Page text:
Following changes brought in by a number of other arbitral institutions including the DIFC-LCIA Arbitration Centre, the Dubai International Arbitration Centre is to amend its Arbitration Rules to bring them in line with modern arbitration practice and to ensure its offering remains competitive

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Qatar- Another positive step forward in the enforcement of foreign arbitral awards

In the past, Qatar's application of the New York Convention has been somewhat unpredictable. A recent decision of the Qatari Court of Cassation suggests that Qatar is moving towards overcoming the perception that it is an arbitration-unfriendly jurisdiction.

Qatar's status as a signatory to the New York Convention on the Recognition and Enforcement of Foreign Arbitral Awards (the "New York Convention") is often cited as an advantage when selecting arbitration as the dispute resolution mechanism for contracts involving a Qatari party. However, enforcement of arbitral awards in Qatar can be inconsistent and some award creditors have found their awards being annulled by the local courts.

In Case No. 173 of 2016, the Qatari Court of Cassation overturned the rulings of the lower courts to find that there was no basis for not enforcing an ICC Paris-seated award in Qatar, which had met the requirements under Article IV of the New York Convention.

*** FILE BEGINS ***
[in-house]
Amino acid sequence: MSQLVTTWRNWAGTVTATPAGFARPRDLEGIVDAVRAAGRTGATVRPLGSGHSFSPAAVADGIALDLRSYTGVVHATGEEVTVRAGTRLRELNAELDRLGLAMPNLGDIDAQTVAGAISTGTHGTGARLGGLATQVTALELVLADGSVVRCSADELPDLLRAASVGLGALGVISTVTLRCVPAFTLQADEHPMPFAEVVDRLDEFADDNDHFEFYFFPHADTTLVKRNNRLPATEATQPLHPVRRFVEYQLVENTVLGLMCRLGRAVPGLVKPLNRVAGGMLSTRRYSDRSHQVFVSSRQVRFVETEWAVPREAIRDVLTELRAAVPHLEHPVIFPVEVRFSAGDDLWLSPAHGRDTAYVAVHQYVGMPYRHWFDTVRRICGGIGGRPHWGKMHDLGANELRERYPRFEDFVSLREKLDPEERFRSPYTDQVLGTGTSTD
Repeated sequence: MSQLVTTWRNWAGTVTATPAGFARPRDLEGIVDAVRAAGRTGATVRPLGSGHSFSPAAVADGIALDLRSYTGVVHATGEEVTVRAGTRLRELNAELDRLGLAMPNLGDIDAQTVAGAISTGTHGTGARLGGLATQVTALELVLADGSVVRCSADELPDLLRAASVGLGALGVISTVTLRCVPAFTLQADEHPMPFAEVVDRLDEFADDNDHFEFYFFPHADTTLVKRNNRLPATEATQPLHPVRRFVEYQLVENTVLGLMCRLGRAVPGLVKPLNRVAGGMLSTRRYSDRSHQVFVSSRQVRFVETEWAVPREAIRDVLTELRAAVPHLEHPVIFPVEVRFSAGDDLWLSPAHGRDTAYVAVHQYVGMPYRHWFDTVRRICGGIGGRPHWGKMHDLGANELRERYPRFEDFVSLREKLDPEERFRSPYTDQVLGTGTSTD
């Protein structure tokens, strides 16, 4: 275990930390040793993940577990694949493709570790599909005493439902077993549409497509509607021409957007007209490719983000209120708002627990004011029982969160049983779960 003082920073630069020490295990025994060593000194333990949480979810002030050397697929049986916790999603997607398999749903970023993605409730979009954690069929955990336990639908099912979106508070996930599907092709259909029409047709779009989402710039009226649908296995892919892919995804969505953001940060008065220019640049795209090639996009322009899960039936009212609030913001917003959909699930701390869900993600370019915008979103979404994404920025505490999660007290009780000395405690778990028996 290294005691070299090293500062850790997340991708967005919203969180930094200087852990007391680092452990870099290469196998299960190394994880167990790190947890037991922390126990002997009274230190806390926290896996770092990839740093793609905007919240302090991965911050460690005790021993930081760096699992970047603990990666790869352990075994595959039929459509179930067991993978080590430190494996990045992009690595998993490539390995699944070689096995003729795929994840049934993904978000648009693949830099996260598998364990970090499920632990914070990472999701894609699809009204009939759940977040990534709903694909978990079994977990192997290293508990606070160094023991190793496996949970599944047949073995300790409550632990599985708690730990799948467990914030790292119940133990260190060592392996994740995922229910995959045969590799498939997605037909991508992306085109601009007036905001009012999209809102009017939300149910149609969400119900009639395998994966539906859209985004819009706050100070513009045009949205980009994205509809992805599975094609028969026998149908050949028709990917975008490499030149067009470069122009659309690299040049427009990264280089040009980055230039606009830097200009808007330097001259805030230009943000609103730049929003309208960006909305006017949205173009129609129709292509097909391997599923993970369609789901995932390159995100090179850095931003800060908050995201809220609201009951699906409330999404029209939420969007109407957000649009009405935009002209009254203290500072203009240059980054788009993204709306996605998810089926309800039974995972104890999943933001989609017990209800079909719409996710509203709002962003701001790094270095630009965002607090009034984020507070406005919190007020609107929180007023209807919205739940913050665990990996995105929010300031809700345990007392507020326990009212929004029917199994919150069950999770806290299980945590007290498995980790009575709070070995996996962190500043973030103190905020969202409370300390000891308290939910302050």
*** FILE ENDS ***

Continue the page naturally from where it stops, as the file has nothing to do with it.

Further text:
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Onshore Dubai partners with Offshore: DIAC looks to develop “closer ties” with the DIFC

The Dubai International Arbitration Centre (“DIAC”) is now implementing its new strategy, designed to develop its international presence and dispel any notion that it is an 'onshore' only institution.

On 27 September 2016, DIAC, arguably the leading arbitration centre based in onshore Dubai, inaugurated a new office in offshore Dubai, situated within the Dubai International Financial Centre (“DIFC”), cementing its new strategy of cooperation with the DIFC Dispute Resolution Authority (“DRA”). Prior to the move, on 20 September 2016, DIAC entered into a memorandum of understanding (the “DIAC-DIFC Memorandum”) with the DRA, the purpose of which is stated as being to “execute, consult, cooperate and exchange information….in areas of mutual interest that will further enhance their respective strategic interests and objectives”.